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Poetry

Marc Swan

Marc updatedMarcsCoverMarc Swan has poems forthcoming in Stonecoast Review, The Nashwaak Review, Channel Magazine, Floyd County Moonshine, among others. His latest collection, today can take your breath away, was published by Sheila-na-gig Editions in 2018. He lives in coastal Maine with his wife Dd, an artist, clothing designer and maker. https://sheilanagigblog.com/sheila-na-gig-editions/

Inspiration

for JBS

We never met, waved a few times
as I drove by and she maintained
her speed along the road,
a long distance runner, famous in fact,
lived a few houses
from where we rented for a year.
A memorable time for many reasons—
water view, solitude all winter,
summer with a cool
peninsula breeze, not bad
beyond lawn mowers, whackers
of weeds, and the other thing—
eight weeks, five days a week,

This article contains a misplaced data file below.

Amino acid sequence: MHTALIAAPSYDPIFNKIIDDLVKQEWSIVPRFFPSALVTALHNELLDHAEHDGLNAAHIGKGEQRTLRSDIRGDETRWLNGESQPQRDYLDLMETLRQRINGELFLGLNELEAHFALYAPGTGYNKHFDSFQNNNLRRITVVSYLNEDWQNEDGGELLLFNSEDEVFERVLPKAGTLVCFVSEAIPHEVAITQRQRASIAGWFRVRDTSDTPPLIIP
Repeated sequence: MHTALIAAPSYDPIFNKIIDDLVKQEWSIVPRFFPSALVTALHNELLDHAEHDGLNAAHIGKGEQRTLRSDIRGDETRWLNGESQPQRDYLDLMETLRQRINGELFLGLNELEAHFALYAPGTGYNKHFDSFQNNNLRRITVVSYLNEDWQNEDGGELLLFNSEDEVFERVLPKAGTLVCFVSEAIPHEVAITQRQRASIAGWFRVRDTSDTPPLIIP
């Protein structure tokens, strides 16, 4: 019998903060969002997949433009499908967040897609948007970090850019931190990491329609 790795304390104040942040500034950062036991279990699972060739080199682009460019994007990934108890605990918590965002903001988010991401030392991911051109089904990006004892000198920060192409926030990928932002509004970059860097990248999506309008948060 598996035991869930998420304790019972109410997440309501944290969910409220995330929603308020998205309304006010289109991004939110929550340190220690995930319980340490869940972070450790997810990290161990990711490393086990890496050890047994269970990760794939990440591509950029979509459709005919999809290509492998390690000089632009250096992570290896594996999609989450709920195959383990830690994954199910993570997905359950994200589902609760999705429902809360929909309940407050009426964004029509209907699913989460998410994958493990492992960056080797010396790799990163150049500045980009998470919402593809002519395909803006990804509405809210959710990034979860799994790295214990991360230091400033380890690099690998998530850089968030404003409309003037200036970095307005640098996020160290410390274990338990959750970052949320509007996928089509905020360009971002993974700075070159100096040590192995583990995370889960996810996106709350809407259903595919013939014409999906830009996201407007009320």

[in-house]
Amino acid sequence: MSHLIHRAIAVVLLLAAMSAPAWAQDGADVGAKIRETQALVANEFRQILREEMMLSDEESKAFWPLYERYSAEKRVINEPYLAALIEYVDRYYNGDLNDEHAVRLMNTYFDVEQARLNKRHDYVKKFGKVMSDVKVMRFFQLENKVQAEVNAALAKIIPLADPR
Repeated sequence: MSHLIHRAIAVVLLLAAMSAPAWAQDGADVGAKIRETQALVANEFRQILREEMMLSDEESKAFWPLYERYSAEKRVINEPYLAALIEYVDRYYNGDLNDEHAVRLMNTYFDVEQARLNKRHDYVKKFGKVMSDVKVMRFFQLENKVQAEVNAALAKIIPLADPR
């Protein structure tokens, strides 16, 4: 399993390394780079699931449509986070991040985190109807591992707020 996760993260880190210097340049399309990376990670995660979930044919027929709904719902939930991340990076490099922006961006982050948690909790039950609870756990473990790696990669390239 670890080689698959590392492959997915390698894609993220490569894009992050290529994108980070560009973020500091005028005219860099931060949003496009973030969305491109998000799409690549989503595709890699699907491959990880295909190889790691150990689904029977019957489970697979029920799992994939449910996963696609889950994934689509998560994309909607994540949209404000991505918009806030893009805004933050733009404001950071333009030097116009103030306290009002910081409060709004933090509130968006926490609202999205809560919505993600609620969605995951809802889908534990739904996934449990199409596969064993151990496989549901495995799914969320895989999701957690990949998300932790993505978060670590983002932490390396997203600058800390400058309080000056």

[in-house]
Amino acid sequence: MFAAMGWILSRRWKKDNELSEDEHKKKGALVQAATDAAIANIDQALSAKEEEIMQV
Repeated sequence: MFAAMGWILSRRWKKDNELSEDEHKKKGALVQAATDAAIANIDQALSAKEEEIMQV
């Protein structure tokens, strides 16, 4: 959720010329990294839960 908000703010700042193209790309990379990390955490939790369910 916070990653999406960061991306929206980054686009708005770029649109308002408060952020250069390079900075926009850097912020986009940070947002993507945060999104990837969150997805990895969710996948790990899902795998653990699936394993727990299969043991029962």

twenty-five miles to Portland for treatment.
Each trip a work day, not heavy labor,
just a tedious drive, unpredictable weather,
traffic, and those waiting room stories—
sharing history, mostly optimistic,
some back for a second time.
So many stories, so many lives impacted
in ways never imagined. Week four
as I pass her on the road, I think routine—
twenty-six miles, winter, summer, rain,
snow, running shoes, baseball cap,
long white hair billows in the wind.

 

Twelve-string Haircut

with thanks to Väsen

I didn’t see them in person
but watched the video when she came home
all pumped up from a two-hour show
at a local venue
with three Swedish players on stringed instruments.
“Inspired,” she told me, and I thought the music,
which was part of it, and the unusual instrument—
one guy played a nyckelharpa,
my wife recently bought a harmonium.
It was those things and another.
The next day on the deck for my monthly haircut,
usually a quick run around the ears,
beard and mustache trim,
she looked more intent as she began moving
around my scalp in a different way
using clips to flip up the sides,
cutting close around the temples
then blending it all together
like the earlier years when I had long hair.
It turned out well. I asked about the change.
“The twelve-string guitar player,” she said—
in his early sixties with a bit of hair flair
beneath his black baseball cap.

 

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